I would like to tell two stories about these issues.  One story is about me a long time ago at Urbana University.  The other is about an experience Carol and I had in Chicago, not even a week ago.

I was very rule-oriented when I was young.  I had principles I followed.  I had strict interpretations of Christianity and ethics.  One of my principles was that I treated everyone equally.  I had no room for particular recipients of good.  I showed good-will to everyone equally.  At least that is what I tried to do.  Well after I had been at Urbana University for a year, at the start of the next new semester a Swedenborgian student enrolled.  One of the Swedenborgian professors who knew her and her family, asked me to take her under my wing, and show her the ropes in order to make her feel at home at this new school, new place.  Well, due to my philosophy, I said that I would treat Debbie the way I treated everyone else at the University.  I had no room in my ethics to give Debbie special attention.  Kind of heartless; but that was how I saw things back then.  Distant neighbors deserved the same kindness as near neighbors.  The professor and everyone else didn’t get my ethics.  And, of course, now I would do things much differently.

Fast-forward 40 years.  Carol and I are schlepping our big suitcases down a sidewalk of downtown Chicago.  We were trying to get to the subway, to catch a train to the airport.  In Chicago, almost all the doors are revolving doors.  We tried to get into an office building because they had an elevator down to the subway and we didn’t fancy lugging our heavy suitcases down a flight of stairs.  Well the particular office building we were going into had one of those revolving doors.  I stumbled and lurched in the revolving door, trying to get me and my suitcase around in the narrow partition of the revolving door.  A security guard in the office building saw my difficulty.  I managed to get through, but he saw what a struggle it was.  Carol was still outside.  He told her to hold on a minute, and he opened another door—a regular door—with his keys, and got her into the building through a secure door which he opened for her.  Then he used his key to access the elevator for us.  We didn’t know that the elevators weren’t for the general public!  This was amazing for us.  He didn’t know us.  It was obvious that we didn’t have business in the building.  We were clearly tourists from distant parts.  Yet this security guard went out of his way to help us get into the building.  He was being a real neighbor to us.  Distant neighbors.

We got into the elevator and down to the subway turnstile.  The attendant there helped us use the handicap doorway to get our luggage through to the train.  Then we looked at the tracks and saw a long stairway down to the train tracks.  We weren’t ready for this.  Well as it happened, a Latino man and his daughter were going down to the tracks, too.  And the man stopped Carol, took up her suitcase and carried it down the stairs for her.  He didn’t know us, would never see us again, and he helped us, anyway.  And Carol wanted me to add that he and his daughter earned a hug from her for this.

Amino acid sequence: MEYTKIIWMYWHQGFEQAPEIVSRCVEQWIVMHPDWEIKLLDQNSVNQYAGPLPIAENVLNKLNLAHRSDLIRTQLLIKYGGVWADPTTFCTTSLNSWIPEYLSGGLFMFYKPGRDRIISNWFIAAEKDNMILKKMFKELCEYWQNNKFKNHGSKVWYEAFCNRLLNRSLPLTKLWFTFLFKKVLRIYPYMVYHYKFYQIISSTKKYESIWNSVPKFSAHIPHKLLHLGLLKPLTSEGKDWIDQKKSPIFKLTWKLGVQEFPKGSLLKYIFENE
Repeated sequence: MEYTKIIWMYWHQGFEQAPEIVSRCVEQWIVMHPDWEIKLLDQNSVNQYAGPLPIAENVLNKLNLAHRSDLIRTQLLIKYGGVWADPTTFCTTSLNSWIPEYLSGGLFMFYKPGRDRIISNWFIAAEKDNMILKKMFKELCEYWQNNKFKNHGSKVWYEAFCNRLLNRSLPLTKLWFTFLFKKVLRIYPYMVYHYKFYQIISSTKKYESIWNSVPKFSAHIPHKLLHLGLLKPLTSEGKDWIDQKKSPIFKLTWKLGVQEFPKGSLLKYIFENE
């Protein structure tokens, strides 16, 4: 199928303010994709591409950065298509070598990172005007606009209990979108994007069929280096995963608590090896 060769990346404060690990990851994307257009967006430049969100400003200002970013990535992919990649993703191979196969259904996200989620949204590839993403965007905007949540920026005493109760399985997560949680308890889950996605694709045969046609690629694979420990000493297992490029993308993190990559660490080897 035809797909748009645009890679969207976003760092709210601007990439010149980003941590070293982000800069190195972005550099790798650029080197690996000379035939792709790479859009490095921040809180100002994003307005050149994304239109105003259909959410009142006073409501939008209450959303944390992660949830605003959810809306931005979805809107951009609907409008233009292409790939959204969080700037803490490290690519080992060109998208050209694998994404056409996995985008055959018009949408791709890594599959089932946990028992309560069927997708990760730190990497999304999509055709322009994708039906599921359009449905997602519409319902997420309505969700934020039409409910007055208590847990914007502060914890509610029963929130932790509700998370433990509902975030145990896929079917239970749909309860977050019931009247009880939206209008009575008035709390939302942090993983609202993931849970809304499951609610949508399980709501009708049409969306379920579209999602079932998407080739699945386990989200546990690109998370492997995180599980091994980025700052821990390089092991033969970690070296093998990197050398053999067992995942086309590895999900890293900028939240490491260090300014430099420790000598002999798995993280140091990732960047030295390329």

The security guard and the Latino man were good neighbors to us.  I wasn’t much of a good neighbor to Debbie at Urbana University.  Situations to be good neighbors present themselves to us all the time.  We help our friends and families without a second thought.  But when we help someone who isn’t friend or family, it is entirely that they will become friends.  There is a man in my condo complex whom I have seen in the halls.  I say, “Hi,” and sometimes get a, “Hi,” back.  But recently someone had jammed some paper in the door lock into the complex to keep the door unlocked.  The guy I had met in the hallways was picking at the paper with a key, trying to get it out of the door.  I went back to my car and got out a dart I kept there for when Carol and I used to play darts.  The dart worked well, and the man got out all the paper.  That one moment bonded us a bit.  We now have a closer connection that we had before.

The neighbor is everyone, everywhere we can do good to.  Do you know who the closest neighbor is?  It is God.  God is the greatest neighbor.  Whenever we do good, we are doing good for God.  Jesus said, “When you have done it to the least of these brothers of mine, you have done it to me” (Matthew 25:40).  With God as our spiritual parent, we are all children of God.  So from a spiritual perspective, everyone is a near neighbor.  Care for distant neighbors doesn’t prohibit us from care for near neighbors, too.  Our friends and family are natural neighbors.  God and the people around us are spiritual neighbors.  Let’s keep our eyes open for the privilege of doing good whenever it presents itself to us, to everyone to whom we can do good.

 

TONIGHT

I felt, more than heard,

The pounding pulse of the bass

It was what I wanted tonight

I didn’t want to think

I only wanted to feel

And lose myself in the sound